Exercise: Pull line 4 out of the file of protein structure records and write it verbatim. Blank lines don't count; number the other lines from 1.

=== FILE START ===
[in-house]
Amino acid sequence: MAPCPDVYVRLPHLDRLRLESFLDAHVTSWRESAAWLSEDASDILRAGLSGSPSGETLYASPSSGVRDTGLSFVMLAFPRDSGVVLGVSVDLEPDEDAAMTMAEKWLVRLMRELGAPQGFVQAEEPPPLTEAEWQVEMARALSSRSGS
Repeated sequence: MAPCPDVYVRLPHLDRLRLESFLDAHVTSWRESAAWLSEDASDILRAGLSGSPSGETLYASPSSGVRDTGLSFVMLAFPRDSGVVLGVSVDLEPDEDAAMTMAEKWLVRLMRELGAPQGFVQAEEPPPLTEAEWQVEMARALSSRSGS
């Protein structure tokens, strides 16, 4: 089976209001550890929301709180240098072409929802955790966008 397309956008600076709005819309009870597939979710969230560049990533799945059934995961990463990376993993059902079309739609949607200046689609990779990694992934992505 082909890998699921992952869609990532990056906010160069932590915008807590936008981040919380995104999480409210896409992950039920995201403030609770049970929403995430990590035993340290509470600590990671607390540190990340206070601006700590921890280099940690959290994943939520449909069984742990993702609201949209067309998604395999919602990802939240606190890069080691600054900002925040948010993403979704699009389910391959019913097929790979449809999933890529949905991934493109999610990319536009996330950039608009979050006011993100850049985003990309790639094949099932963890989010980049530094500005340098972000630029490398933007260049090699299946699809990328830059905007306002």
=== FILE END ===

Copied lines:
């Protein structure tokens, strides 16, 4: 089976209001550890929301709180240098072409929802955790966008 397309956008600076709005819309009870597939979710969230560049990533799945059934995961990463990376993993059902079309739609949607200046689609990779990694992934992505 082909890998699921992952869609990532990056906010160069932590915008807590936008981040919380995104999480409210896409992950039920995201403030609770049970929403995430990590035993340290509470600590990671607390540190990340206070601006700590921890280099940690959290994943939520449909069984742990993702609201949209067309998604395999919602990802939240606190890069080691600054900002925040948010993403979704699009389910391959019913097929790979449809999933890529949905991934493109999610990319536009996330950039608009979050006011993100850049985003990309790639094949099932963890989010980049530094500005340098972000630029490398933007260049090699299946699809990328830059905007306002």